(A History of) The Harlem chapter of the Congress of Racial Equality

About this website:

This website was created as a project for a class, Creating Digital Archives. The goal was to create an online archive and exhibit of primary source material. It serves as a supplement to my research on Harlem CORE and an online portfolio for my multimedia work, G-Force Studioz. What follows is essentially a rough draft and notes for a paper I have been working on for a larger project on Harlem CORE. The finishied work, once available, can be found here.

About the 'Exhibit' Section
There should be no significance attached to the fact that are images of certain people and not others in the 'exhibit' or that there are more items for certain people than others. All that means is that I had an easier time finding items for some members as oppossed to others. This is an ongoing project.

The Congress of Racial Equality (CORE) was one of the largest and most influential organizations of the civil rights and Black power movements in the United States (US). Its Harlem chapter, also known as Harlem CORE (HC), was one of the most significant. It was Harlem CORE after 1966 that was responsible for the ideological changes in CORE as it transformed from a nonviolent integrationist organization into one that advocated self-defense, self-determination and Black power.

Locally, its emphasis on community control and protest demonstrations are in many ways responsible for the decentralization of the New York City (NYC) public school system. Many of those who participated in its educational, employment and housing projects after leaving CORE became local leaders as politicians and directors of municipal agencies.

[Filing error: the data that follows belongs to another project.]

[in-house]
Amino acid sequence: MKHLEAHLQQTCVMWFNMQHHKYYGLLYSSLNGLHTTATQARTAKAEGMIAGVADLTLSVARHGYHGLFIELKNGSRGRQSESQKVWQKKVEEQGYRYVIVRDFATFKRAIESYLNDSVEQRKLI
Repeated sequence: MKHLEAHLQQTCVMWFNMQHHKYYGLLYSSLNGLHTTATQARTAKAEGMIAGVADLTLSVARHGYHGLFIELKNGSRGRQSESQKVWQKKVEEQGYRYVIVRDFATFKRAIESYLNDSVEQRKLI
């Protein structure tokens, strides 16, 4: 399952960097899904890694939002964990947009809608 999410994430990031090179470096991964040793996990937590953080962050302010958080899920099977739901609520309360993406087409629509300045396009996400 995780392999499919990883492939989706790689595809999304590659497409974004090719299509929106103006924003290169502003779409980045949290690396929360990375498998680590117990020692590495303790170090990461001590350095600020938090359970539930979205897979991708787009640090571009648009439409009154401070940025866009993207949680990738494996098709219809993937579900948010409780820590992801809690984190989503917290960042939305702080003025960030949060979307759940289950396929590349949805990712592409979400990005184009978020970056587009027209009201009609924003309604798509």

CORE, out of all the major civil rights organizations, has been understudied in general but especially when it comes to its shift to Black nationalism. Scholarly works on the history of Harlem CORE are hard to find and unlike other chapters such as Brooklyn CORE, there is no central archive for historians to access. Basic information is very hard to come by. What ever happened to Harlem CORE?

Who were the leaders, who were the members, and how large was the chapter? What were the main campaigns? How did Harlem CORE operate day to day in terms of administration? How did their work affect the city, Harlem and themselves in the long term? What were the consequences, what were the rewards?

My research makes use of newspaper articles, periodicals, CORE documents,different books on the movement(s) and the scholarship of other CORE researchers (shout out to Dr. Brian Purnell). I have also done several oral history interviews with former members of CORE and Harlem CORE, including neighbors of mine from the Lower East Side. My father was a member, as well, which is what brought about my initial interest.

About the author: I am currently a grad student finishing my M.A. The goal is to get a PhD. I'm a former McNair Scholar and CUNY Pipeline Fellow. My B.A. is in Media. My video and other multi-media work can be seen here.

contact - harlemcore@aol.com

Peace - EJ

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*note - This site is currently being used by the people responsible for developing Omeka, the Center for History and New Media at George Mason University, as a teaching tool to point out the possibilities of using Omeka to create digital archives. I'm hoping that someone will do the same not for all the other CORE chapters across the country but for other such organizations such as SNCC, the Black Panthers, Young Lords and the Organization of Afro-American Unity, among others. Go for yours...